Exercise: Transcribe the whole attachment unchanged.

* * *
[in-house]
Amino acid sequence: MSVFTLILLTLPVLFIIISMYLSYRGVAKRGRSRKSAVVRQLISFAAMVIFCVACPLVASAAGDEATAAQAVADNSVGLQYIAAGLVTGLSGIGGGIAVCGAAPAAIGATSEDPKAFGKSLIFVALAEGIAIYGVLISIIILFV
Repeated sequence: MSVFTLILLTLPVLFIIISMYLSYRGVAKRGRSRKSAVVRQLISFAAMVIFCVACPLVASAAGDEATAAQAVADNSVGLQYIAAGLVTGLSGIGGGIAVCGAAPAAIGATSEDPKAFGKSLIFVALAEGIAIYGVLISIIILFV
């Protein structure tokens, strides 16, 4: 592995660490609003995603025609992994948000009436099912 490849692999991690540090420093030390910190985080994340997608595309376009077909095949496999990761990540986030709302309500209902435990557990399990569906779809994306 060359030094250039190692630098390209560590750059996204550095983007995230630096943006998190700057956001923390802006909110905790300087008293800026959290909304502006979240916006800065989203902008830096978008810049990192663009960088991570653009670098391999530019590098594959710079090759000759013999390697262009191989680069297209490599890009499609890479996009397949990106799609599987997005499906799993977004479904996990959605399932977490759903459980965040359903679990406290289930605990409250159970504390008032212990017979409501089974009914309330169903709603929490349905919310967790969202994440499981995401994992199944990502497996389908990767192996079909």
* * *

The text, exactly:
[in-house]
Amino acid sequence: MSVFTLILLTLPVLFIIISMYLSYRGVAKRGRSRKSAVVRQLISFAAMVIFCVACPLVASAAGDEATAAQAVADNSVGLQYIAAGLVTGLSGIGGGIAVCGAAPAAIGATSEDPKAFGKSLIFVALAEGIAIYGVLISIIILFV
Repeated sequence: MSVFTLILLTLPVLFIIISMYLSYRGVAKRGRSRKSAVVRQLISFAAMVIFCVACPLVASAAGDEATAAQAVADNSVGLQYIAAGLVTGLSGIGGGIAVCGAAPAAIGATSEDPKAFGKSLIFVALAEGIAIYGVLISIIILFV
């Protein structure tokens, strides 16, 4: 592995660490609003995603025609992994948000009436099912 490849692999991690540090420093030390910190985080994340997608595309376009077909095949496999990761990540986030709302309500209902435990557990399990569906779809994306 060359030094250039190692630098390209560590750059996204550095983007995230630096943006998190700057956001923390802006909110905790300087008293800026959290909304502006979240916006800065989203902008830096978008810049990192663009960088991570653009670098391999530019590098594959710079090759000759013999390697262009191989680069297209490599890009499609890479996009397949990106799609599987997005499906799993977004479904996990959605399932977490759903459980965040359903679990406290289930605990409250159970504390008032212990017979409501089974009914309330169903709603929490349905919310967790969202994440499981995401994992199944990502497996389908990767192996079909």